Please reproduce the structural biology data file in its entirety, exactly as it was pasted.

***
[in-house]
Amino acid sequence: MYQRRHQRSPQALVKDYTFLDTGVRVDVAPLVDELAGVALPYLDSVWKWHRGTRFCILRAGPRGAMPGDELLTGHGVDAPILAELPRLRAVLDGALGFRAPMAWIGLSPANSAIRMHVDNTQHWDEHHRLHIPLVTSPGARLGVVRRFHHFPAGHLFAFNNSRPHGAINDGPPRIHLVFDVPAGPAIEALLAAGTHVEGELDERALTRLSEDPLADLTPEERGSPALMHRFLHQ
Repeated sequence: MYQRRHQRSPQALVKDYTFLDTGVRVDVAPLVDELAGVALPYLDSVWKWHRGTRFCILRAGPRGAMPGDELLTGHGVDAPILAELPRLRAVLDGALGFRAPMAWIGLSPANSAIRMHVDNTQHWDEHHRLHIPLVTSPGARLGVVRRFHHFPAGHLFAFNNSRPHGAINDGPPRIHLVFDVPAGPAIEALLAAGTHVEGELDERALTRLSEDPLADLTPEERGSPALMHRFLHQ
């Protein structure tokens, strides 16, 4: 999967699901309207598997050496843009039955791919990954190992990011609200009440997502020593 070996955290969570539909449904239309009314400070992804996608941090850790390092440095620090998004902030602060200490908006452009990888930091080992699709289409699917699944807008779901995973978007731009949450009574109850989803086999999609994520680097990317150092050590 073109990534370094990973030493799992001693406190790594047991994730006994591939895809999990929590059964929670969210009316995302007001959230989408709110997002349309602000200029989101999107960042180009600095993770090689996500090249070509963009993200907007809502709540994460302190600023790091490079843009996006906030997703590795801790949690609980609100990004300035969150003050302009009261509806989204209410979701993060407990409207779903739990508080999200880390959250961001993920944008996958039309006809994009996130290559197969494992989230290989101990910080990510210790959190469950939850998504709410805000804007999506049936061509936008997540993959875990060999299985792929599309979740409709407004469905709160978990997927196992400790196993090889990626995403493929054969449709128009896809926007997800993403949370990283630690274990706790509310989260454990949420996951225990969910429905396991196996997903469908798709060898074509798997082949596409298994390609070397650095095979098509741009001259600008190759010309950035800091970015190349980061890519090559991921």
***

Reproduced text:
[in-house]
Amino acid sequence: MYQRRHQRSPQALVKDYTFLDTGVRVDVAPLVDELAGVALPYLDSVWKWHRGTRFCILRAGPRGAMPGDELLTGHGVDAPILAELPRLRAVLDGALGFRAPMAWIGLSPANSAIRMHVDNTQHWDEHHRLHIPLVTSPGARLGVVRRFHHFPAGHLFAFNNSRPHGAINDGPPRIHLVFDVPAGPAIEALLAAGTHVEGELDERALTRLSEDPLADLTPEERGSPALMHRFLHQ
Repeated sequence: MYQRRHQRSPQALVKDYTFLDTGVRVDVAPLVDELAGVALPYLDSVWKWHRGTRFCILRAGPRGAMPGDELLTGHGVDAPILAELPRLRAVLDGALGFRAPMAWIGLSPANSAIRMHVDNTQHWDEHHRLHIPLVTSPGARLGVVRRFHHFPAGHLFAFNNSRPHGAINDGPPRIHLVFDVPAGPAIEALLAAGTHVEGELDERALTRLSEDPLADLTPEERGSPALMHRFLHQ
């Protein structure tokens, strides 16, 4: 999967699901309207598997050496843009039955791919990954190992990011609200009440997502020593 070996955290969570539909449904239309009314400070992804996608941090850790390092440095620090998004902030602060200490908006452009990888930091080992699709289409699917699944807008779901995973978007731009949450009574109850989803086999999609994520680097990317150092050590 073109990534370094990973030493799992001693406190790594047991994730006994591939895809999990929590059964929670969210009316995302007001959230989408709110997002349309602000200029989101999107960042180009600095993770090689996500090249070509963009993200907007809502709540994460302190600023790091490079843009996006906030997703590795801790949690609980609100990004300035969150003050302009009261509806989204209410979701993060407990409207779903739990508080999200880390959250961001993920944008996958039309006809994009996130290559197969494992989230290989101990910080990510210790959190469950939850998504709410805000804007999506049936061509936008997540993959875990060999299985792929599309979740409709407004469905709160978990997927196992400790196993090889990626995403493929054969449709128009896809926007997800993403949370990283630690274990706790509310989260454990949420996951225990969910429905396991196996997903469908798709060898074509798997082949596409298994390609070397650095095979098509741009001259600008190759010309950035800091970015190349980061890519090559991921």